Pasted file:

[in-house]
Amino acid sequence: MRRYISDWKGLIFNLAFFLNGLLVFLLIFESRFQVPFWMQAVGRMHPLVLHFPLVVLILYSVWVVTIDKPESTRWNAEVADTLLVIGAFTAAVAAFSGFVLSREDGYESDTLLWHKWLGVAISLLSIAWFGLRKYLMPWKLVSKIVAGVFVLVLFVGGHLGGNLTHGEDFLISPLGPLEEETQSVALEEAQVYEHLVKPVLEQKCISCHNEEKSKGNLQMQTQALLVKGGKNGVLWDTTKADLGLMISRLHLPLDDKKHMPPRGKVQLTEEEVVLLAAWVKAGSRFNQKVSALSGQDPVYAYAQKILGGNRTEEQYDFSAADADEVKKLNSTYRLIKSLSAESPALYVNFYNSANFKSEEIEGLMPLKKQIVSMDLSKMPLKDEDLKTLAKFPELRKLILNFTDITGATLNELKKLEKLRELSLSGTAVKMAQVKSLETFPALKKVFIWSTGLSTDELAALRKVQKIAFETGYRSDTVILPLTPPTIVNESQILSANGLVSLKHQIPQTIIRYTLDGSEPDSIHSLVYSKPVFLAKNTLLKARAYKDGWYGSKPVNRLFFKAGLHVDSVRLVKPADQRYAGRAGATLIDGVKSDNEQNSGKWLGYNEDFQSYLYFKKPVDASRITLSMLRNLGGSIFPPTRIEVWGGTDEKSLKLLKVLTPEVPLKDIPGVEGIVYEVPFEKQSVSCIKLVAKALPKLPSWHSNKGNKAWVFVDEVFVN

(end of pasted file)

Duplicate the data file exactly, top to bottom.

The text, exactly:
[in-house]
Amino acid sequence: MRRYISDWKGLIFNLAFFLNGLLVFLLIFESRFQVPFWMQAVGRMHPLVLHFPLVVLILYSVWVVTIDKPESTRWNAEVADTLLVIGAFTAAVAAFSGFVLSREDGYESDTLLWHKWLGVAISLLSIAWFGLRKYLMPWKLVSKIVAGVFVLVLFVGGHLGGNLTHGEDFLISPLGPLEEETQSVALEEAQVYEHLVKPVLEQKCISCHNEEKSKGNLQMQTQALLVKGGKNGVLWDTTKADLGLMISRLHLPLDDKKHMPPRGKVQLTEEEVVLLAAWVKAGSRFNQKVSALSGQDPVYAYAQKILGGNRTEEQYDFSAADADEVKKLNSTYRLIKSLSAESPALYVNFYNSANFKSEEIEGLMPLKKQIVSMDLSKMPLKDEDLKTLAKFPELRKLILNFTDITGATLNELKKLEKLRELSLSGTAVKMAQVKSLETFPALKKVFIWSTGLSTDELAALRKVQKIAFETGYRSDTVILPLTPPTIVNESQILSANGLVSLKHQIPQTIIRYTLDGSEPDSIHSLVYSKPVFLAKNTLLKARAYKDGWYGSKPVNRLFFKAGLHVDSVRLVKPADQRYAGRAGATLIDGVKSDNEQNSGKWLGYNEDFQSYLYFKKPVDASRITLSMLRNLGGSIFPPTRIEVWGGTDEKSLKLLKVLTPEVPLKDIPGVEGIVYEVPFEKQSVSCIKLVAKALPKLPSWHSNKGNKAWVFVDEVFVN